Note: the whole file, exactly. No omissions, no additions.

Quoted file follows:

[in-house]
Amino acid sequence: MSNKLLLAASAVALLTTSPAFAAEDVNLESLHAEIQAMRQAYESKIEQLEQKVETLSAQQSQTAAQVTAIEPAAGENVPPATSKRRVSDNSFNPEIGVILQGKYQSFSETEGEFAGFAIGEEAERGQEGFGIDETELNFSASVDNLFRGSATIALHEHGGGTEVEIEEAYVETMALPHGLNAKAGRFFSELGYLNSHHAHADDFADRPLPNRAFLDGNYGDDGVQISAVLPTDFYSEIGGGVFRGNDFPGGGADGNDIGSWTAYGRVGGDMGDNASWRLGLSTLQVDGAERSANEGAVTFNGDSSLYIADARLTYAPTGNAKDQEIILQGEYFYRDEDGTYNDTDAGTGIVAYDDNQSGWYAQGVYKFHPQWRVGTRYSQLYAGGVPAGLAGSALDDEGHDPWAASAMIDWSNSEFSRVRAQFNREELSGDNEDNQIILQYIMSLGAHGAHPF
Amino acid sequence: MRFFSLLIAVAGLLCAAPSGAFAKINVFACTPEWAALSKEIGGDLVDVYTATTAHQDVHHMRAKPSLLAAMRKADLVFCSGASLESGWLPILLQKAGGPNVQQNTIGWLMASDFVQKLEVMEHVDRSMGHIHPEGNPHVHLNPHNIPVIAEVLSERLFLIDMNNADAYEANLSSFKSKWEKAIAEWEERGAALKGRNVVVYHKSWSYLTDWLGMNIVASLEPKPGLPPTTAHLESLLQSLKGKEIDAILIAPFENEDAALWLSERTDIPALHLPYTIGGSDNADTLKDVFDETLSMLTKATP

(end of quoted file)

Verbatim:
[in-house]
Amino acid sequence: MSNKLLLAASAVALLTTSPAFAAEDVNLESLHAEIQAMRQAYESKIEQLEQKVETLSAQQSQTAAQVTAIEPAAGENVPPATSKRRVSDNSFNPEIGVILQGKYQSFSETEGEFAGFAIGEEAERGQEGFGIDETELNFSASVDNLFRGSATIALHEHGGGTEVEIEEAYVETMALPHGLNAKAGRFFSELGYLNSHHAHADDFADRPLPNRAFLDGNYGDDGVQISAVLPTDFYSEIGGGVFRGNDFPGGGADGNDIGSWTAYGRVGGDMGDNASWRLGLSTLQVDGAERSANEGAVTFNGDSSLYIADARLTYAPTGNAKDQEIILQGEYFYRDEDGTYNDTDAGTGIVAYDDNQSGWYAQGVYKFHPQWRVGTRYSQLYAGGVPAGLAGSALDDEGHDPWAASAMIDWSNSEFSRVRAQFNREELSGDNEDNQIILQYIMSLGAHGAHPF
Amino acid sequence: MRFFSLLIAVAGLLCAAPSGAFAKINVFACTPEWAALSKEIGGDLVDVYTATTAHQDVHHMRAKPSLLAAMRKADLVFCSGASLESGWLPILLQKAGGPNVQQNTIGWLMASDFVQKLEVMEHVDRSMGHIHPEGNPHVHLNPHNIPVIAEVLSERLFLIDMNNADAYEANLSSFKSKWEKAIAEWEERGAALKGRNVVVYHKSWSYLTDWLGMNIVASLEPKPGLPPTTAHLESLLQSLKGKEIDAILIAPFENEDAALWLSERTDIPALHLPYTIGGSDNADTLKDVFDETLSMLTKATP